I wore green all day today. I wore it to work. I wore it at home. And I wore it to the Greenehouse when I went over there to catch up on 24 and Lost and some laundry.

But Nicole pinched me anyway. She claimed that the shirt I was wearing wasn't green enough. Granted, it's not the color that one would traditionally consider green. It's more of a darker, maybe an olive shade of green. But it's a shade of green nonetheless.

And yet, the pinch. If memory serves, if one wearing green gets pinched on St. Patrick's Day, they have the right to exact vengeance. Nicole was not wearing green. Therefore, I feel that I would have been entirely justified in a revenge pinch.

She claimed that since the word green can be found in her last name, she didn't necessarily need to wear the color on this day. However, it doesn't matter if the pincher is wearing green or not. If they pinch someone wearing green, they get pinched right back.

As I write this, I'm still sitting in the recliner in the living room of the Greenehouse. I could easily reach out and return the pinch. But I'm gonna be the bigger person. I'm gonna be better than that. That's right. I'm mature when I want to be.

Tuesday, March 16, 2010

Life Story: Chapter Forty One

I was stuck at St. Alban's during Christmas. I made the mistake of staying at the hospital rather than going home. My fear was, despite how well I had been doing, I would go home for Christmas and not want to come back to the hospital. I knew that I still had to make more progress.

Since I was the only kid left in the adolescent unit, I would have to be shipped off to another area where there were actually nurses working on Christmas Eve. But before I got there, I got to take a field trip off campus.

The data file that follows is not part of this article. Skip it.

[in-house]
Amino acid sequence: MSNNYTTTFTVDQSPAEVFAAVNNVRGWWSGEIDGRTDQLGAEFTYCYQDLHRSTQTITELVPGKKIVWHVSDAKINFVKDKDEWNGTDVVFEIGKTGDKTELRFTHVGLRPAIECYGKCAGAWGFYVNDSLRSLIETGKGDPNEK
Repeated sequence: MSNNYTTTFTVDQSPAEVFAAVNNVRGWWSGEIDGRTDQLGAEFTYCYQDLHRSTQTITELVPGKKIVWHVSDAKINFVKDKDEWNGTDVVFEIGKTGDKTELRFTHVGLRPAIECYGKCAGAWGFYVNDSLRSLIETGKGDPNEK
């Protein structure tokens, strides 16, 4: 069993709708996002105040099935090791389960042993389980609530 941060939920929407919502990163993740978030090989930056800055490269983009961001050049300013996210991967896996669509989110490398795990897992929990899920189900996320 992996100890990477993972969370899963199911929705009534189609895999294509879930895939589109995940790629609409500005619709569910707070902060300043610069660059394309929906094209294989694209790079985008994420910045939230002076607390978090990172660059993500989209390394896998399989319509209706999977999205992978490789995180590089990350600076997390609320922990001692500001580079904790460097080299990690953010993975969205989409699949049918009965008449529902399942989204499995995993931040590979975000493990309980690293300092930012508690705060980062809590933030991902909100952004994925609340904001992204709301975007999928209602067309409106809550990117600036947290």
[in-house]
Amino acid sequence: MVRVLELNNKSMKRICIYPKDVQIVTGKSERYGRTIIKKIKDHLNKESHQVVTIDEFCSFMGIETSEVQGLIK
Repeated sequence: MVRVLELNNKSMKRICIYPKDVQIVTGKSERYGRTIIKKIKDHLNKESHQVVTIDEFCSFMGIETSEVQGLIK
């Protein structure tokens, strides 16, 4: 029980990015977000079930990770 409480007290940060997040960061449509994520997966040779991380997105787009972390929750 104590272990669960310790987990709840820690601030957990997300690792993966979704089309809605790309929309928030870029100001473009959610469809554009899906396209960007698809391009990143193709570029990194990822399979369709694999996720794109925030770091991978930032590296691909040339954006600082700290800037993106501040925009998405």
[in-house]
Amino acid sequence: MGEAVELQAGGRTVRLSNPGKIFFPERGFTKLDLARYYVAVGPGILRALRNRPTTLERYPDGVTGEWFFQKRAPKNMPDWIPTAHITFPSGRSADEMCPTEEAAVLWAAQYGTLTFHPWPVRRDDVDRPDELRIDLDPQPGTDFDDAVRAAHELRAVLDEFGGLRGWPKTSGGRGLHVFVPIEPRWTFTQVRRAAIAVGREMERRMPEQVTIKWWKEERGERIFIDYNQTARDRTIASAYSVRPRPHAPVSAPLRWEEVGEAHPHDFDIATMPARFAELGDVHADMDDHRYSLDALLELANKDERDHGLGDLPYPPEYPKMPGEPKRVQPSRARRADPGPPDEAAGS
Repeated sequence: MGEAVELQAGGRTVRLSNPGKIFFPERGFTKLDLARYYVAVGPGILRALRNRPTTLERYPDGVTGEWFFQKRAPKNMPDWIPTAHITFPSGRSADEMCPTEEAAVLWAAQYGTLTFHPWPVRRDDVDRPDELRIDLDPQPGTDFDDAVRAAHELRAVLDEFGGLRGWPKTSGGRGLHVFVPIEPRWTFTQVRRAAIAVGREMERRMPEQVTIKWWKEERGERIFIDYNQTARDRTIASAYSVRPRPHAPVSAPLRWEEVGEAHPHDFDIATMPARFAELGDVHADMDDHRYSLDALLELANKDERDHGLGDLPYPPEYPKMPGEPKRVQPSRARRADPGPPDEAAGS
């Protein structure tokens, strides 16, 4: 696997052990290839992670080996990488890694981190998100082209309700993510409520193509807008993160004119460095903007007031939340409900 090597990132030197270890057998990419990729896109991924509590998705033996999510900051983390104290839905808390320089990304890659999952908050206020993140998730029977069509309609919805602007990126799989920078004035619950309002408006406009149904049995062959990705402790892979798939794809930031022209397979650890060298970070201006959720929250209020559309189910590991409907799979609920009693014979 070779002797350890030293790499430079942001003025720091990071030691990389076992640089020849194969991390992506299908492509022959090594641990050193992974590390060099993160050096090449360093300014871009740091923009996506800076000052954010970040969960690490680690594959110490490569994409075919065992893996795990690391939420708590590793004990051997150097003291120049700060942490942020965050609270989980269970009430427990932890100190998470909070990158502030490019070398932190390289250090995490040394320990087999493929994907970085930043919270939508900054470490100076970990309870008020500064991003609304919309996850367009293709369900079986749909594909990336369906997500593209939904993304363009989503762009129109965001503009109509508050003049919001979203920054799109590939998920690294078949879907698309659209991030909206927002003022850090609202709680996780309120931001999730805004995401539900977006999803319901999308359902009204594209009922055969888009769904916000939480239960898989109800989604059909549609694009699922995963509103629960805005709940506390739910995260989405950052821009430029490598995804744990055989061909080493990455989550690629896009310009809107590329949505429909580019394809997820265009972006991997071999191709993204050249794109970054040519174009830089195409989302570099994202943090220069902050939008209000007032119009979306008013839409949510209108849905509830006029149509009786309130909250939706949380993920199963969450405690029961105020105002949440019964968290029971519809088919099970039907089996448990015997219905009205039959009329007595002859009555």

Hank was one of those really cool guys. He was one of those guys that wasn't afraid to take risks if it meant making the kids he worked with feel a little normal while they were in the hospital. So while I was stuck there alone, he decided to take me to see Star Trek: Generations at the theater in Christiansburg. To this day, I don't know if he got permission to take me or if he just did it. Either way, it meant a lot.

And it was all okay until I was sent up to C-3. C-3 was the unit where they sent folks with the severe psychological issues. These were people who were possibly a danger to themselves or others. I wasn't allowed to bring anything from my room with me. I begged to bring my radio and was only allowed to do so when I explained that the cord was removable and it could work with batteries. Apparently a cord was a dangerous thing in a place like that. That sure didn't make it less scary for me.

I didn't see too many people up there that night. I saw a few of the nurses and only one patient. The patient was an older man in a straitjacket. He was in a bed that was literally chained to a column in the middle of the common room. He was singing Jingle Bells. God bless him... he knew it was Christmas.

I was a little afraid to go to bed that night. But once I did, I was really glad to. I knew that once I got up it would be Christmas. My family would be coming to visit me and I would be able to leave C-3. Christmas was the beginning of the end for my time at St. Alban's. But it definitely got worse before it got better.

Monday, March 15, 2010

Greatest Hits: Soul Mates

Originally posted on 6/7/2009:

I don't believe in soul mates. I really just don't think they exist.

I think it's a term full of romantic nonsense that people who like to watch Dawson's Creek enjoy throwing around as if it means something. People end up with who they're attracted to, that's all there is to it.